On this day: the Coronation of King Edward VII and Queen Alexandra

Edward_VIIs_coronation_procession_London_9_August_1902Procession passing along a busy London thoroughfare during the Coronation of King Edward VII and Queen Alexandra (1841-1910) on 9 Au

The Procession in State through London’s streets.

The coronation of Britain’s King Edward VII and Queen Alexandra took place on the 9th of August, 1902, more than a year and a half after the death of Queen Victoria, Edward’s mother and predecessor.

The coronation, initially set for the 26th of June, was postponed because of the King’s ill health. This caused significant problems for many people. Numerous functions had been planned for the day, and foreign dignitaries were in London to celebrate. Additionally, rooms on the parade route across London had been rented for high prices, which resulted in landmark court cases when the customers missed out.

From his sickbed Edward insisted that the “Coronation Dinner for the Poor of London” go ahead as planned, and 500 000 meals were served.

The Procession in State – pictured above on revised August date – was supposed to include military units from a number of European countries, but they all had to return home before the coronation finally took place.

A second procession following the one on the day of the coronation was also postponed until the end of October, again because the King was in poor health.

Edward, overweight and a heavy smoker, died less than eight years after his coronation.

Alexandra lived another fifteen and a half years after her husband’s death.

 

 

On this day: A King’s Coronation

City_of_London_(14929011094)Sir Marcus Samuel, Lord Mayor of London makes his way to Westminster Abbey from Guildhall for the Coronation of Edward VII on Saturday 9th August 1902.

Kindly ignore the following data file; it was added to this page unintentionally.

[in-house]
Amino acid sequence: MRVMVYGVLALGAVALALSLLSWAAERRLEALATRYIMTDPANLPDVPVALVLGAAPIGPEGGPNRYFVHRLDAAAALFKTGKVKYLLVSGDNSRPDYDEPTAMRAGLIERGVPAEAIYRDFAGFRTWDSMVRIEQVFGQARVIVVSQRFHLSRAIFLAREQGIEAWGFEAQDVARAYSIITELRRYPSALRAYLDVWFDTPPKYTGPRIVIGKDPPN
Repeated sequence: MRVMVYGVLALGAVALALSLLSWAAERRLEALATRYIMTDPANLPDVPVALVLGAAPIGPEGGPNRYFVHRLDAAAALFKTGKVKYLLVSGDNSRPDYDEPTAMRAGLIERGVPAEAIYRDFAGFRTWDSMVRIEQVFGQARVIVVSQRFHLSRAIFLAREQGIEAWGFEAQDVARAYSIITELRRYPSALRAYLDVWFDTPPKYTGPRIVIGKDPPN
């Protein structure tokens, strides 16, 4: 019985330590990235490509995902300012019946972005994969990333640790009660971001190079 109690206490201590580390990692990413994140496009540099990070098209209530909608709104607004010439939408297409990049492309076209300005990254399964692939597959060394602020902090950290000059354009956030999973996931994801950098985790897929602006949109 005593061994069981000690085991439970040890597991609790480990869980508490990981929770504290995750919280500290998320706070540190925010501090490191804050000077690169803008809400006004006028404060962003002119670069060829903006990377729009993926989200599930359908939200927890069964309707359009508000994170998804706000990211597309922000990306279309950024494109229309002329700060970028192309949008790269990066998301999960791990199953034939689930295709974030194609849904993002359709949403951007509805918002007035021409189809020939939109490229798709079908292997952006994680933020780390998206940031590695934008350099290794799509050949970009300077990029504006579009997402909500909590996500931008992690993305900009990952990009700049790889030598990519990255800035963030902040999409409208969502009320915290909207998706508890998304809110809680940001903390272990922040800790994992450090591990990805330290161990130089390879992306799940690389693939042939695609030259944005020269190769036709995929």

The Coronation of Edward VII took place in London on Saturday the 9th of August, 1902, more than a year and a half after the death of the King’s mother and predecessor, Queen Victoria. The event had been postponed due to the King’s ill health.

In this photograph Sir Marcus Samuel, Lord Mayor of London, travels to Westminster Abbey from Guildhall for the event.

He travels in the Lord Mayor’s State Coach, which was built in Holborn in 1757.

The new King reigned until his death in May, 1910.

On this day: a future Queen arrives in Britain

The_Landing_of_HRH_The_Princess_Alexandra_at_Gravesend,_7th_March_1863_by_Henry_Nelson_O'NeilThe Landing of HRH The Princess Alexandra at Gravesend, 7th March 1863 Henry Nelson O'Neil di

Princess Alexandra of Denmark, the future Queen of the United Kingdom, is depicted in this painting by Henry Nelson O’Neil arriving in England on the 7th of March, 1863.

Alexandra travelled to Gravesend in Kent, England by royal yacht to marry Prince Albert Edward, the future King Edward VII.

The royal couple married three days later, on the 10th.

On this day: the opening of the Royal Albert Hall

RAH_Grand_Opening_by_Queen_Victoria_29_March_1871_The_GraphicThe grand opening of the Royal Albert Hall in London by Queen Victoria on 29 March 1871 as illustrated in The Graphic, an illustrated newspaper of the time.

The Graphic illustrates the opening performance.

The Royal Albert Hall in London, named in honour of Queen Victoria’s late husband, was opened on the 29th of March, 1871.

Prince Edward, the future king, gave the speech, as Victoria was said to be too overcome to talk.

A concert followed the opening speech.

On this day: 1901

On the 22nd of January, 1901, Queen Victoria died and was succeeded by her eldest son, Edward VII, thus ending the Victorian era and beginning the much shorter but still significant Edwardian era.

Victoria in 1897, in a portrait marking her Diamond Jubilee.

454px-Queen_Victoria_60__crownjubilee1897

Edward on his wedding day in 1863.

350px-King_Edward_VII_and_Queen_Alexandra_-_Wedding_-1863

And Edward’s coronation portrait, 1902.

425px-Edward_VII_in_coronation_robes